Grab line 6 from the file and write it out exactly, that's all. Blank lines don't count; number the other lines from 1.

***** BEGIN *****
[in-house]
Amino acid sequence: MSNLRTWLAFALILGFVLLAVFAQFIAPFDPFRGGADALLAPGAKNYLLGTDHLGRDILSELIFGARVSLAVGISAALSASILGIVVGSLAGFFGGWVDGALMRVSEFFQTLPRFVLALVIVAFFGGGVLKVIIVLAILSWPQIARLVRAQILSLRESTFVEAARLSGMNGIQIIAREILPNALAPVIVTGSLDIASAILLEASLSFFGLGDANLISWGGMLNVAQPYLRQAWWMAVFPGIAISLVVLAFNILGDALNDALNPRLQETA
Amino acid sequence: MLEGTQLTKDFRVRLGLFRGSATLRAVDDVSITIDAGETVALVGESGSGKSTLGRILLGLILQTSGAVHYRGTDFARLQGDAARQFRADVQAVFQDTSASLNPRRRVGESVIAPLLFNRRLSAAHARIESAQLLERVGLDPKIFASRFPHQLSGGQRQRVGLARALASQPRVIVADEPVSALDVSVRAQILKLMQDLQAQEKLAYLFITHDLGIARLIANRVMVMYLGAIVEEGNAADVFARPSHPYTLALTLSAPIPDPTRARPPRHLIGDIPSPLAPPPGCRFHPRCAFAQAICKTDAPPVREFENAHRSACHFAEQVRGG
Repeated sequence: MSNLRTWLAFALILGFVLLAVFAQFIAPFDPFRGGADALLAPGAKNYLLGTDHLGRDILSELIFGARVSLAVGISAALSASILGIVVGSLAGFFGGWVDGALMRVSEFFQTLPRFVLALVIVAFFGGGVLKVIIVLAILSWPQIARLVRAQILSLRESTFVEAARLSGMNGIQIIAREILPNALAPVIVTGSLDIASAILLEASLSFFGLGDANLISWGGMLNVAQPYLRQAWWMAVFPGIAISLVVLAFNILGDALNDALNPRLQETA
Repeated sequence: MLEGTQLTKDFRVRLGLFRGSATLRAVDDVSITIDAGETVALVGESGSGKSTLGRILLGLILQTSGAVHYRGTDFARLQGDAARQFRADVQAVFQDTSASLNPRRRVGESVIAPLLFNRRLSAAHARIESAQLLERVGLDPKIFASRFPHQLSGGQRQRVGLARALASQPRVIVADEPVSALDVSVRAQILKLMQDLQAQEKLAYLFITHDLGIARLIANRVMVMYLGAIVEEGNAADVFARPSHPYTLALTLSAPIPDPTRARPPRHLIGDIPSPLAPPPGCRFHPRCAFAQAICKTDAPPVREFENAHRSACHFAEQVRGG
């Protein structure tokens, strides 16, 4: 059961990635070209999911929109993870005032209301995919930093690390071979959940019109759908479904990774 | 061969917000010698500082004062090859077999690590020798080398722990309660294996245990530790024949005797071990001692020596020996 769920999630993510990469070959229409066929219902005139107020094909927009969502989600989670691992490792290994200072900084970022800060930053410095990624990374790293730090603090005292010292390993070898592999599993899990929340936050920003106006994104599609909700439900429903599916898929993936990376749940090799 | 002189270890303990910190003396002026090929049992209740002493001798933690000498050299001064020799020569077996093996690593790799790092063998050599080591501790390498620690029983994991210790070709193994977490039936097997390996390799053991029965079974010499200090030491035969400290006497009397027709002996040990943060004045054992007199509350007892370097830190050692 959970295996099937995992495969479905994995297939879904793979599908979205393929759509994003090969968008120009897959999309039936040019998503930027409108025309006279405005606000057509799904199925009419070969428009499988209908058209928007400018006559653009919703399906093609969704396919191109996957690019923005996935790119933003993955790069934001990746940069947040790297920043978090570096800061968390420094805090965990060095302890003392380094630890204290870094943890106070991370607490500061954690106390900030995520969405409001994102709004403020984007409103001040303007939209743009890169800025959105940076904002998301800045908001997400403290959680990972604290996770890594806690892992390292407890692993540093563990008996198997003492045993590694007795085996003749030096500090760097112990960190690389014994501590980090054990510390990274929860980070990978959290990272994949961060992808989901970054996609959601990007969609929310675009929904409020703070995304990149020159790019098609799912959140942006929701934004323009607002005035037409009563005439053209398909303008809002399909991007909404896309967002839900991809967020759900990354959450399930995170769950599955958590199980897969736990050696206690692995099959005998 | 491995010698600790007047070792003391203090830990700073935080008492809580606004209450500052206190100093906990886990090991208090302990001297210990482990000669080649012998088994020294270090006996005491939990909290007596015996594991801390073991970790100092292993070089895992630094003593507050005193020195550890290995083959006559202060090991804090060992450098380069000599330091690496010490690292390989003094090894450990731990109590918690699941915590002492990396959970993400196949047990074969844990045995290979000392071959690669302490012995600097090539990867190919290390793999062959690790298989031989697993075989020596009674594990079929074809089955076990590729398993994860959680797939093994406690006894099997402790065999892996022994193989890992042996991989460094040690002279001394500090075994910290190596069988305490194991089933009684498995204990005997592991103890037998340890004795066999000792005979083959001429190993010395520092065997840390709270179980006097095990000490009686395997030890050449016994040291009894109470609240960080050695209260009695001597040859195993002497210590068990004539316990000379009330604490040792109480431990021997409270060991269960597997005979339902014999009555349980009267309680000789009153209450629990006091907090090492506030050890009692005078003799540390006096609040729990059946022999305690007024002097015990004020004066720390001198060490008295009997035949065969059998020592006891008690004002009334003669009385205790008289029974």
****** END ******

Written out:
């Protein structure tokens, strides 16, 4: 059961990635070209999911929109993870005032209301995919930093690390071979959940019109759908479904990774 | 061969917000010698500082004062090859077999690590020798080398722990309660294996245990530790024949005797071990001692020596020996 769920999630993510990469070959229409066929219902005139107020094909927009969502989600989670691992490792290994200072900084970022800060930053410095990624990374790293730090603090005292010292390993070898592999599993899990929340936050920003106006994104599609909700439900429903599916898929993936990376749940090799 | 002189270890303990910190003396002026090929049992209740002493001798933690000498050299001064020799020569077996093996690593790799790092063998050599080591501790390498620690029983994991210790070709193994977490039936097997390996390799053991029965079974010499200090030491035969400290006497009397027709002996040990943060004045054992007199509350007892370097830190050692 959970295996099937995992495969479905994995297939879904793979599908979205393929759509994003090969968008120009897959999309039936040019998503930027409108025309006279405005606000057509799904199925009419070969428009499988209908058209928007400018006559653009919703399906093609969704396919191109996957690019923005996935790119933003993955790069934001990746940069947040790297920043978090570096800061968390420094805090965990060095302890003392380094630890204290870094943890106070991370607490500061954690106390900030995520969405409001994102709004403020984007409103001040303007939209743009890169800025959105940076904002998301800045908001997400403290959680990972604290996770890594806690892992390292407890692993540093563990008996198997003492045993590694007795085996003749030096500090760097112990960190690389014994501590980090054990510390990274929860980070990978959290990272994949961060992808989901970054996609959601990007969609929310675009929904409020703070995304990149020159790019098609799912959140942006929701934004323009607002005035037409009563005439053209398909303008809002399909991007909404896309967002839900991809967020759900990354959450399930995170769950599955958590199980897969736990050696206690692995099959005998 | 491995010698600790007047070792003391203090830990700073935080008492809580606004209450500052206190100093906990886990090991208090302990001297210990482990000669080649012998088994020294270090006996005491939990909290007596015996594991801390073991970790100092292993070089895992630094003593507050005193020195550890290995083959006559202060090991804090060992450098380069000599330091690496010490690292390989003094090894450990731990109590918690699941915590002492990396959970993400196949047990074969844990045995290979000392071959690669302490012995600097090539990867190919290390793999062959690790298989031989697993075989020596009674594990079929074809089955076990590729398993994860959680797939093994406690006894099997402790065999892996022994193989890992042996991989460094040690002279001394500090075994910290190596069988305490194991089933009684498995204990005997592991103890037998340890004795066999000792005979083959001429190993010395520092065997840390709270179980006097095990000490009686395997030890050449016994040291009894109470609240960080050695209260009695001597040859195993002497210590068990004539316990000379009330604490040792109480431990021997409270060991269960597997005979339902014999009555349980009267309680000789009153209450629990006091907090090492506030050890009692005078003799540390006096609040729990059946022999305690007024002097015990004020004066720390001198060490008295009997035949065969059998020592006891008690004002009334003669009385205790008289029974």